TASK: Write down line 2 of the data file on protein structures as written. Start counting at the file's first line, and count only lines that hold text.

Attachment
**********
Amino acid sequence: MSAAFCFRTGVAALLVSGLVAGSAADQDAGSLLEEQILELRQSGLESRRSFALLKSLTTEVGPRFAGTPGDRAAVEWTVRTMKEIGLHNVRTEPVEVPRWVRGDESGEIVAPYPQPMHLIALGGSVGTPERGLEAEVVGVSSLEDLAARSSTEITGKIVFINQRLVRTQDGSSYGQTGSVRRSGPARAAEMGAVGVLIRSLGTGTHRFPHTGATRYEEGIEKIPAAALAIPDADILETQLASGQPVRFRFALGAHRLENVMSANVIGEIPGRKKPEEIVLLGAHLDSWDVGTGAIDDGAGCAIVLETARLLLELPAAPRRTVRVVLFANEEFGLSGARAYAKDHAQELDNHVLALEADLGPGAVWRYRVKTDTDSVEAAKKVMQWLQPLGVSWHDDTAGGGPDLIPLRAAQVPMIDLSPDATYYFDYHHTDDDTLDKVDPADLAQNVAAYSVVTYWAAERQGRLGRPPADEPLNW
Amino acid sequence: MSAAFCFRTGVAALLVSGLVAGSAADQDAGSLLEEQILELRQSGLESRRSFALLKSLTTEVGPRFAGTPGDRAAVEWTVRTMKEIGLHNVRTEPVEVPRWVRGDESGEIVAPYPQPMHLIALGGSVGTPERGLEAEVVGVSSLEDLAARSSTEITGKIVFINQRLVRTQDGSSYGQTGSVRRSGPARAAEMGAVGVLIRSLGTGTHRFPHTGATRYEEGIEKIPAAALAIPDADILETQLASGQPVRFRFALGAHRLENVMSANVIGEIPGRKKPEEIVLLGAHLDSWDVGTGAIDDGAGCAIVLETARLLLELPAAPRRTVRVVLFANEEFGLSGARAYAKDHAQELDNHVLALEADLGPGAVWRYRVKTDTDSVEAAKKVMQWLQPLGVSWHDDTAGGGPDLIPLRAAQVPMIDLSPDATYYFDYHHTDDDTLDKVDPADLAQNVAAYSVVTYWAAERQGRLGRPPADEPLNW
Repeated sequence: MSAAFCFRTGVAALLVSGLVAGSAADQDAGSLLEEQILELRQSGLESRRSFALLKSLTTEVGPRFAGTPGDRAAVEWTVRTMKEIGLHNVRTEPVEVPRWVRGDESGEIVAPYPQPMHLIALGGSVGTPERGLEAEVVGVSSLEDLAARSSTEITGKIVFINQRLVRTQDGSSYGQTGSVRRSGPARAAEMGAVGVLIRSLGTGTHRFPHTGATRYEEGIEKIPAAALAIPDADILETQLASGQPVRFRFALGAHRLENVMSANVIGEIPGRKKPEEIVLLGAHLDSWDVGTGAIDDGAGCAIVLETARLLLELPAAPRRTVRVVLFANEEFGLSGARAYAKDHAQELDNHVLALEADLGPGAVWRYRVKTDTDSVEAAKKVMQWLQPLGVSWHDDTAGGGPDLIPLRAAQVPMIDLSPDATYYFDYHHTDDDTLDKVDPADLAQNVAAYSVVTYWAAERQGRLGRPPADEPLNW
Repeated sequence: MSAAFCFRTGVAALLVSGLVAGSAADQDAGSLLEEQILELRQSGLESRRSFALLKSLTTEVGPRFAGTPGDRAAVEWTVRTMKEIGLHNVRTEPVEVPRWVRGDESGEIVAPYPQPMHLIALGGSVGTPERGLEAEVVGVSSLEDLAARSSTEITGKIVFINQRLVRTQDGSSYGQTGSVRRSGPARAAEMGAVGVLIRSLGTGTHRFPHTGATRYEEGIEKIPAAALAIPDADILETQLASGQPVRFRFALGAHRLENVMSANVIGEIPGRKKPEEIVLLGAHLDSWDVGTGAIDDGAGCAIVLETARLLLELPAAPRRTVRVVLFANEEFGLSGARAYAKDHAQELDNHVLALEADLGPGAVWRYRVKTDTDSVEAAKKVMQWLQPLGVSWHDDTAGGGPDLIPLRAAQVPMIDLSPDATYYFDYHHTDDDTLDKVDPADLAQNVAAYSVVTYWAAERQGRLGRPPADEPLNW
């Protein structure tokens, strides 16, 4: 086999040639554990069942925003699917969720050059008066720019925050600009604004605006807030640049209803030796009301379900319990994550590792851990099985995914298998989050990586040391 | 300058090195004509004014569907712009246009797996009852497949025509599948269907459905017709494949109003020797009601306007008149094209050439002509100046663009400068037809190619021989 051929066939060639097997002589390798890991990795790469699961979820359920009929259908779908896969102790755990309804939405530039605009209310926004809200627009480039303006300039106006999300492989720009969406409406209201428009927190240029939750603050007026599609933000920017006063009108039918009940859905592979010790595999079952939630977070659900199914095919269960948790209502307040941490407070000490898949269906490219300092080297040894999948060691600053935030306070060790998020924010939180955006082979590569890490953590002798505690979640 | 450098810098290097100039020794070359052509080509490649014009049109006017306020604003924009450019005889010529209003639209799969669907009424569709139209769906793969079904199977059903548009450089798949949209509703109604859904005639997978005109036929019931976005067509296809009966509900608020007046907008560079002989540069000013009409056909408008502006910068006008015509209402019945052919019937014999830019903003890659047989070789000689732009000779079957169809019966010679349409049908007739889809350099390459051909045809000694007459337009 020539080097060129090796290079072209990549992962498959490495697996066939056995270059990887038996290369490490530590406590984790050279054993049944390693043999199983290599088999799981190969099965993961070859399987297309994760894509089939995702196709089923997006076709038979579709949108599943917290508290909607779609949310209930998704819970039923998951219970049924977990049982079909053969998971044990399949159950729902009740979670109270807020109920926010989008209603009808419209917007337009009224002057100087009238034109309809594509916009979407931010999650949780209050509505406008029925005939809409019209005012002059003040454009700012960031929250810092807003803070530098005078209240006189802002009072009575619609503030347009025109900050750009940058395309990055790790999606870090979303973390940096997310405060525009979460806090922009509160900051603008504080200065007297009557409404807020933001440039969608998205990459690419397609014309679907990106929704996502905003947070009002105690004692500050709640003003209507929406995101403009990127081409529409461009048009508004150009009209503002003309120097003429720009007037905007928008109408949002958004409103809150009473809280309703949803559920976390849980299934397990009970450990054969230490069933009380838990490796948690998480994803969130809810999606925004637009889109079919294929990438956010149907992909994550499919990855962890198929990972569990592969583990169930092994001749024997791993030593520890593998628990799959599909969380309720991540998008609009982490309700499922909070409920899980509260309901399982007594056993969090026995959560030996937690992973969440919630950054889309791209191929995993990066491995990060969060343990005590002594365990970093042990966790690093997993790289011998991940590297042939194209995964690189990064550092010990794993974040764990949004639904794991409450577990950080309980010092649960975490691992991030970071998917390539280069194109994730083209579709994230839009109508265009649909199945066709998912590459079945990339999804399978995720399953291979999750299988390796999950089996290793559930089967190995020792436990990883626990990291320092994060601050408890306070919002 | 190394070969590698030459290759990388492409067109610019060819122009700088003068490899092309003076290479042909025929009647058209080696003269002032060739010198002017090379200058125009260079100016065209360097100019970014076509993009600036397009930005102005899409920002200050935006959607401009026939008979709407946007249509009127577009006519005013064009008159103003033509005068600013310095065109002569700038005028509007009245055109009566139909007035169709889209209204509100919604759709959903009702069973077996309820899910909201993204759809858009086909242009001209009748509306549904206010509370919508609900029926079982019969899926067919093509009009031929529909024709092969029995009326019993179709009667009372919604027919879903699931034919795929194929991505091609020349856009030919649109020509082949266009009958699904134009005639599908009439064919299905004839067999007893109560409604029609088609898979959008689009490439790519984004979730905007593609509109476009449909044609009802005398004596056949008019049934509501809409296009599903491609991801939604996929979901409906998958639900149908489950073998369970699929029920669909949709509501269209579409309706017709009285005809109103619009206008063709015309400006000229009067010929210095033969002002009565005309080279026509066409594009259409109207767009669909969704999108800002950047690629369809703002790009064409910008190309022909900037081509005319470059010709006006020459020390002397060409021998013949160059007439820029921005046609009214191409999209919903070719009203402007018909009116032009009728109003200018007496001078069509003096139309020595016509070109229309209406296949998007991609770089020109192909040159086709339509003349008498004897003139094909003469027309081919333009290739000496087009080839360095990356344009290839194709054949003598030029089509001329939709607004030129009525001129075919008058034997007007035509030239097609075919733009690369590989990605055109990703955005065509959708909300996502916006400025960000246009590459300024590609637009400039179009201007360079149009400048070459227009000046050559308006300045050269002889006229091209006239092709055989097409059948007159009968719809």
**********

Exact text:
Amino acid sequence: MSAAFCFRTGVAALLVSGLVAGSAADQDAGSLLEEQILELRQSGLESRRSFALLKSLTTEVGPRFAGTPGDRAAVEWTVRTMKEIGLHNVRTEPVEVPRWVRGDESGEIVAPYPQPMHLIALGGSVGTPERGLEAEVVGVSSLEDLAARSSTEITGKIVFINQRLVRTQDGSSYGQTGSVRRSGPARAAEMGAVGVLIRSLGTGTHRFPHTGATRYEEGIEKIPAAALAIPDADILETQLASGQPVRFRFALGAHRLENVMSANVIGEIPGRKKPEEIVLLGAHLDSWDVGTGAIDDGAGCAIVLETARLLLELPAAPRRTVRVVLFANEEFGLSGARAYAKDHAQELDNHVLALEADLGPGAVWRYRVKTDTDSVEAAKKVMQWLQPLGVSWHDDTAGGGPDLIPLRAAQVPMIDLSPDATYYFDYHHTDDDTLDKVDPADLAQNVAAYSVVTYWAAERQGRLGRPPADEPLNW